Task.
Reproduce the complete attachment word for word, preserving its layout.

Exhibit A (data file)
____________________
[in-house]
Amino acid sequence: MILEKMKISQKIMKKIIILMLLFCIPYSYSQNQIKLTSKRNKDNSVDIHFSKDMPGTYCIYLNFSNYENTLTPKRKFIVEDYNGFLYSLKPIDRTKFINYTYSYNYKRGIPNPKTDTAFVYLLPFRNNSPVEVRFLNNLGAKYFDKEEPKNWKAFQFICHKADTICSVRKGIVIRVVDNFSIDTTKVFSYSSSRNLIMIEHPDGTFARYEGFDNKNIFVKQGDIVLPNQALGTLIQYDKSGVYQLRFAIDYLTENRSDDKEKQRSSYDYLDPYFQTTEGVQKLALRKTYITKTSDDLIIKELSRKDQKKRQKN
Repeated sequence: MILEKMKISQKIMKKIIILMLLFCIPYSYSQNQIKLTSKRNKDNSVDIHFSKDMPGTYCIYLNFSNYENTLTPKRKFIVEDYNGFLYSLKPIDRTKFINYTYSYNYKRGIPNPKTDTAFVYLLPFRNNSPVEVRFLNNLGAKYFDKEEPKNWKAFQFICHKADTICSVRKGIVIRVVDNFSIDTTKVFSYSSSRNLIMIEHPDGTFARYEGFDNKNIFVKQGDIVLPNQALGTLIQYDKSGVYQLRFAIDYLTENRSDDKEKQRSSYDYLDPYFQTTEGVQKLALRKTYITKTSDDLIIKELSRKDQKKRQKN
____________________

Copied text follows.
[in-house]
Amino acid sequence: MILEKMKISQKIMKKIIILMLLFCIPYSYSQNQIKLTSKRNKDNSVDIHFSKDMPGTYCIYLNFSNYENTLTPKRKFIVEDYNGFLYSLKPIDRTKFINYTYSYNYKRGIPNPKTDTAFVYLLPFRNNSPVEVRFLNNLGAKYFDKEEPKNWKAFQFICHKADTICSVRKGIVIRVVDNFSIDTTKVFSYSSSRNLIMIEHPDGTFARYEGFDNKNIFVKQGDIVLPNQALGTLIQYDKSGVYQLRFAIDYLTENRSDDKEKQRSSYDYLDPYFQTTEGVQKLALRKTYITKTSDDLIIKELSRKDQKKRQKN
Repeated sequence: MILEKMKISQKIMKKIIILMLLFCIPYSYSQNQIKLTSKRNKDNSVDIHFSKDMPGTYCIYLNFSNYENTLTPKRKFIVEDYNGFLYSLKPIDRTKFINYTYSYNYKRGIPNPKTDTAFVYLLPFRNNSPVEVRFLNNLGAKYFDKEEPKNWKAFQFICHKADTICSVRKGIVIRVVDNFSIDTTKVFSYSSSRNLIMIEHPDGTFARYEGFDNKNIFVKQGDIVLPNQALGTLIQYDKSGVYQLRFAIDYLTENRSDDKEKQRSSYDYLDPYFQTTEGVQKLALRKTYITKTSDDLIIKELSRKDQKKRQKN